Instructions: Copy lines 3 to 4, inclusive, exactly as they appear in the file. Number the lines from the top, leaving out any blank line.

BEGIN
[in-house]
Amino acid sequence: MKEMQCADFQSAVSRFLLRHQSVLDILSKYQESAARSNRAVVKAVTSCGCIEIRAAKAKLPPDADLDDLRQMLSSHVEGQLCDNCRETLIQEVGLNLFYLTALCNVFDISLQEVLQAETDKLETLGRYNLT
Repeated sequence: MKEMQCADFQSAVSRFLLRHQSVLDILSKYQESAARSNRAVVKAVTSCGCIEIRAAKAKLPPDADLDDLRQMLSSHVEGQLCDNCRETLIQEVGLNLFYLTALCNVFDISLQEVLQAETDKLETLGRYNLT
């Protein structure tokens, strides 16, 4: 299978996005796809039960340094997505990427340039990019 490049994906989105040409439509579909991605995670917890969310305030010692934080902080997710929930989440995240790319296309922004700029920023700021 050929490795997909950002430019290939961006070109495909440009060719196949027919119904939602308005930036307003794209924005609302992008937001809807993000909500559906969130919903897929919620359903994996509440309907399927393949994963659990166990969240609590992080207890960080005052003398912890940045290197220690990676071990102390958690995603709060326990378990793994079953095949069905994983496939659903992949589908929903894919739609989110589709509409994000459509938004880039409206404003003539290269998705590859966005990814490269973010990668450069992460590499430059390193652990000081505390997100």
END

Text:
Repeated sequence: MKEMQCADFQSAVSRFLLRHQSVLDILSKYQESAARSNRAVVKAVTSCGCIEIRAAKAKLPPDADLDDLRQMLSSHVEGQLCDNCRETLIQEVGLNLFYLTALCNVFDISLQEVLQAETDKLETLGRYNLT
């Protein structure tokens, strides 16, 4: 299978996005796809039960340094997505990427340039990019 490049994906989105040409439509579909991605995670917890969310305030010692934080902080997710929930989440995240790319296309922004700029920023700021 050929490795997909950002430019290939961006070109495909440009060719196949027919119904939602308005930036307003794209924005609302992008937001809807993000909500559906969130919903897929919620359903994996509440309907399927393949994963659990166990969240609590992080207890960080005052003398912890940045290197220690990676071990102390958690995603709060326990378990793994079953095949069905994983496939659903992949589908929903894919739609989110589709509409994000459509938004880039409206404003003539290269998705590859966005990814490269973010990668450069992460590499430059390193652990000081505390997100």